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Primary carcinoma of gallbladder includes various histologies from adenocarcinoma, adenosquamous carcinoma, SCC, and oat cell carcinoma in decreasing order of incidence. SCC of gallbladder is a rare malignant with incidence ranging from 0% to 12.7%. Source of this epithelium in SCC of gallbladder is questionable; however, multiple theories have been put forth to explain the origin with most plausible theory being squamous metaplasia or squamous differentiation of adenocarcinoma.

The explanation being given to hypothesize its origin is that the squamous cells originate from preexisting metaplastic squamous epithelium which is the most accepted theory with others being that the SCC of the gallbladder originates from squamous differentiation of the adenocarcinoma cells, through expression of mixed phenotypes within a single tumor.[2],[3],[4]

Major risk factor as for any type of gallbladder carcinoma is gallstone, with 90% of squamous cell variant having cholelithiasis. The most common symptom is pain, which occurs in 66% of patients, rest being the right hypochondrial mass or jaundice.

Radical resection forms the mainstay of treatment for patients with locally invasive SCC and offers the only chance for cure. In relapsed or metastatic setting, various chemotherapy regimens have been used such as GEMOX (gemcitabine + oxaliplatin), FOLFOX (5 fluorouracil + oxaliplatin), FOLFIRI (5 fluorouracil + irinotecan), and cisplatin + gemcitabine. Of these regimens, cisplatin + gemcitabine had shown efficacy in this setting.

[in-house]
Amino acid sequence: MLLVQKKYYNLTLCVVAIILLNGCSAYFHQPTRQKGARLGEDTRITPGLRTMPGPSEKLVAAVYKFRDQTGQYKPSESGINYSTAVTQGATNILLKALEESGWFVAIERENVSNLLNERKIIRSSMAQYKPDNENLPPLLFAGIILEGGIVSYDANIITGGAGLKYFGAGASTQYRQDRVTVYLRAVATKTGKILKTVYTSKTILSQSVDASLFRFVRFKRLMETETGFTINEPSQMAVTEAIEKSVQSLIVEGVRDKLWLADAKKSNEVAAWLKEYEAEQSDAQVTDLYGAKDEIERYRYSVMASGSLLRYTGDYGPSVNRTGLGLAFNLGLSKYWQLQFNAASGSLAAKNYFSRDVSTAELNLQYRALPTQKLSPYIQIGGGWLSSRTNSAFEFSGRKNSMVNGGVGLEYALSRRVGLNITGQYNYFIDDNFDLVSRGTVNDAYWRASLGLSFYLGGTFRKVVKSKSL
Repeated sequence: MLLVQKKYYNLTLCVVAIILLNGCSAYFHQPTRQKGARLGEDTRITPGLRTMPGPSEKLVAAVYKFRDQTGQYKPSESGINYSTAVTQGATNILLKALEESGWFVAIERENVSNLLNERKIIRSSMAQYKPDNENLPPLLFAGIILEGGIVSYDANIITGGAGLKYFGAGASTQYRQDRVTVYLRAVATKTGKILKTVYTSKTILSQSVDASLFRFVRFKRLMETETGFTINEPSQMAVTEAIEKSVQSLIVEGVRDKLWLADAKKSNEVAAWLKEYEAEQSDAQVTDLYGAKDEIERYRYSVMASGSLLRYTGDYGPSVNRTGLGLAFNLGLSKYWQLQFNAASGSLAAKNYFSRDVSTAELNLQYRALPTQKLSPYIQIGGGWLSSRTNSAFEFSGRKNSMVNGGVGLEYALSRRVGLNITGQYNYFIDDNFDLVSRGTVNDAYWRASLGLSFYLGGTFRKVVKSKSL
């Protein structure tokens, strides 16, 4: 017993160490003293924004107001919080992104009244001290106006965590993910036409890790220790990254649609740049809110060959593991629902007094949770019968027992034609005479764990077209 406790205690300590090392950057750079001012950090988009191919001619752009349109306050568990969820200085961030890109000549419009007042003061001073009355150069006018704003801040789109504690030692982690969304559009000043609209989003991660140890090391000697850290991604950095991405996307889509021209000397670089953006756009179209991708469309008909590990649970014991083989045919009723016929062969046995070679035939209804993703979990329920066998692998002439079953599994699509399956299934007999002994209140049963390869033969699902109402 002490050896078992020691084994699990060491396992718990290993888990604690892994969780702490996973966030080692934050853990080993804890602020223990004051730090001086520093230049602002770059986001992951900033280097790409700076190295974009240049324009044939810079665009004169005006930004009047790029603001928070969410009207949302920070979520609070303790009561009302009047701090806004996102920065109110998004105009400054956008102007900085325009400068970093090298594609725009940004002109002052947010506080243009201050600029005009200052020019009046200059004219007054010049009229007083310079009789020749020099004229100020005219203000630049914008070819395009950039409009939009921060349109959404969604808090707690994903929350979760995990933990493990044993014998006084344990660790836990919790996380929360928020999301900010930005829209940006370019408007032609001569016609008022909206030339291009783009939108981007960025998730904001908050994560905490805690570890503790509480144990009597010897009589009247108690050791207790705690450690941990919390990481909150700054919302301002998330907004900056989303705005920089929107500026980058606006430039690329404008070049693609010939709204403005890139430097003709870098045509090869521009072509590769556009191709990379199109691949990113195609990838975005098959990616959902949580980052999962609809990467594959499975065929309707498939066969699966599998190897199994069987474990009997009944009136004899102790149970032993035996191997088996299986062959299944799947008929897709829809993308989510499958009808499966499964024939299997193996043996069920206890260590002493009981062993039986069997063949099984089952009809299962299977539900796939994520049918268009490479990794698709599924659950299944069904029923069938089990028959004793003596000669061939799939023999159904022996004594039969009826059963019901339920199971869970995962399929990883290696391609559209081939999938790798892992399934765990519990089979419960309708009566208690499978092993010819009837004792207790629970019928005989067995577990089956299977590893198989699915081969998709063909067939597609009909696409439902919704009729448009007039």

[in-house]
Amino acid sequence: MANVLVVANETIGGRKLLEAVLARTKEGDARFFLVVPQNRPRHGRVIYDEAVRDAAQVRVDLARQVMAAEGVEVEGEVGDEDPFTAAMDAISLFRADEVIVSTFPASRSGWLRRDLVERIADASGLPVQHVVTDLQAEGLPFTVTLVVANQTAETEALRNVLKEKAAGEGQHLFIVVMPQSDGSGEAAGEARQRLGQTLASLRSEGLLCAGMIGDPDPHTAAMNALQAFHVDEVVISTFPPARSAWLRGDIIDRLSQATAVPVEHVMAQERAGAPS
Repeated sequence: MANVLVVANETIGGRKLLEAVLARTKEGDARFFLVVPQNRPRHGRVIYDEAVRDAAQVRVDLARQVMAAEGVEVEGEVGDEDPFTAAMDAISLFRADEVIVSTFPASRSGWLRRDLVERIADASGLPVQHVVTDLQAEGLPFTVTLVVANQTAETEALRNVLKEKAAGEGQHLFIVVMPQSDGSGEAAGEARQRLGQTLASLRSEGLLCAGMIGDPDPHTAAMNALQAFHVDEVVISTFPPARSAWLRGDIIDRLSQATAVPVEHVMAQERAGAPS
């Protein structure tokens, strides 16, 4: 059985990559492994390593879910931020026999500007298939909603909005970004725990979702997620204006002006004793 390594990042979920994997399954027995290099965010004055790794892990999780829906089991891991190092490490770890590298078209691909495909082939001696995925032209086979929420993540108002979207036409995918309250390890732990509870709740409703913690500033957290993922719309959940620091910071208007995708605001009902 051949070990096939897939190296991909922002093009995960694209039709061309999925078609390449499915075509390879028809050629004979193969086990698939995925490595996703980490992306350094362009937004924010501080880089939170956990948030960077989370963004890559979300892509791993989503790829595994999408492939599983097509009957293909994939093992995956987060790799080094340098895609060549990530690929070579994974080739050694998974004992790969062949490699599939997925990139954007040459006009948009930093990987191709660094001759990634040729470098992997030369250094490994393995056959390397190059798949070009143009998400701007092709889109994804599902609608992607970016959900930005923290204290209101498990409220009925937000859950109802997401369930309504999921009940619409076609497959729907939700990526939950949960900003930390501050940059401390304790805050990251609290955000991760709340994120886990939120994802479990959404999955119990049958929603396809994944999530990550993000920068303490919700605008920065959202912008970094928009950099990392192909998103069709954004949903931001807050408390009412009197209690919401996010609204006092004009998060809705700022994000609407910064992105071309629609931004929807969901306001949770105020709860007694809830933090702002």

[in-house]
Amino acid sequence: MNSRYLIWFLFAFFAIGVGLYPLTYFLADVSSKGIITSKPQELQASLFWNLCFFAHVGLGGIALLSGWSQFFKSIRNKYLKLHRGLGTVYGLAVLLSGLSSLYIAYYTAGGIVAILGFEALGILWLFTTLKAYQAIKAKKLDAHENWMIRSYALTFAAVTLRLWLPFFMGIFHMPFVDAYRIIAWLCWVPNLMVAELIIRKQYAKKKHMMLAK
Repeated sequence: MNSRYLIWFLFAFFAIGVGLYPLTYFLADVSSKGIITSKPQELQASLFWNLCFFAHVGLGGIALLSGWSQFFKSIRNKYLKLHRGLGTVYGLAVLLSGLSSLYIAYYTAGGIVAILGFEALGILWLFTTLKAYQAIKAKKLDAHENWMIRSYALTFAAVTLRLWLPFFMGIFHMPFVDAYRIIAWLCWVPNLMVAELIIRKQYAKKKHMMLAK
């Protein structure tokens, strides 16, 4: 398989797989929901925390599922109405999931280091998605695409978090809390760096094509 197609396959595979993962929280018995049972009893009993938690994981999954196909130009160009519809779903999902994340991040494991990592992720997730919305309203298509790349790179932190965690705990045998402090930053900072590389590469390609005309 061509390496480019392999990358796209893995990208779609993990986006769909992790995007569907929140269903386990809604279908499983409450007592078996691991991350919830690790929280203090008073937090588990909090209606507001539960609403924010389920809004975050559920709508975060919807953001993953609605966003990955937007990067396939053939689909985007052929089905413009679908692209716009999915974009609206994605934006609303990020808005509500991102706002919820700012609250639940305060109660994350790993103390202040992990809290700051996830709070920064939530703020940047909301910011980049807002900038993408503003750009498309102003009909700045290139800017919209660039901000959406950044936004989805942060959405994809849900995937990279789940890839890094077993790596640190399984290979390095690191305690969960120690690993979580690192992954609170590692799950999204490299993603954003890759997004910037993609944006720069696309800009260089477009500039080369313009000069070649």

In our case, the patient had metastatic disease at presentation with dilated IHBR which is rare [5] and the treatment strategy has been not still elucidated and is based on the isolated case reports being published, so this case has been presented as an attempt to throw some light over this uncommon histology which makes clinicians perplexed in devising the treatment plan.

Pure primary SCC of the gallbladder is rarely reported. Clinicians and pathologists must be aware of its florid presentation.

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Conflicts of interest

There are no conflicts of interest.

   References Top

Roppongi T, Takeyoshi I, Ohwada S, Sato Y, Fujii T, Honma M, et al. Minute squamous cell carcinoma of the gallbladder: A case report. Jpn J Clin Oncol 2000;30:43-5.  Back to cited text no. 1
Hanada M, Shimizu H, Takami M. Squamous cell carcinoma of the gallbladder associated with squamous metaplasia and adenocarcinoma in situ of the mucosal columnar epithelium. Acta Pathol Jpn 1986;36:1879-86.  Back to cited text no. 2
Karasawa T, Itoh K, Komukai M, Ozawa U, Sakurai I, Shikata T. Squamous cell carcinoma of gallbladder – Report of two cases and review of literature. Acta Pathol Jpn 1981;31:299-308.  Back to cited text no. 3
Khaira HS, Awad RW, Thompson AK. Squamous cell carcinoma of the gallbladder presenting with a biliary-colic fistula. Eur J Surg Oncol 1995;21:581-2.  Back to cited text no. 4
Hosseinzadeh M, Shokripur M, Salahi H. Primary pure squamous cell carcinoma of gallbladder presenting as acute cholecystitis. Iran J Med Sci 2012;37:271-3.  Back to cited text no. 5

Correspondence Address:
Apurva Patel
Department of Medical and Paediatric Oncology, GCRI, Ahmedabad, Gujarat
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Source of Support: None, Conflict of Interest: None

DOI: 10.4103/IJPM.IJPM_113_17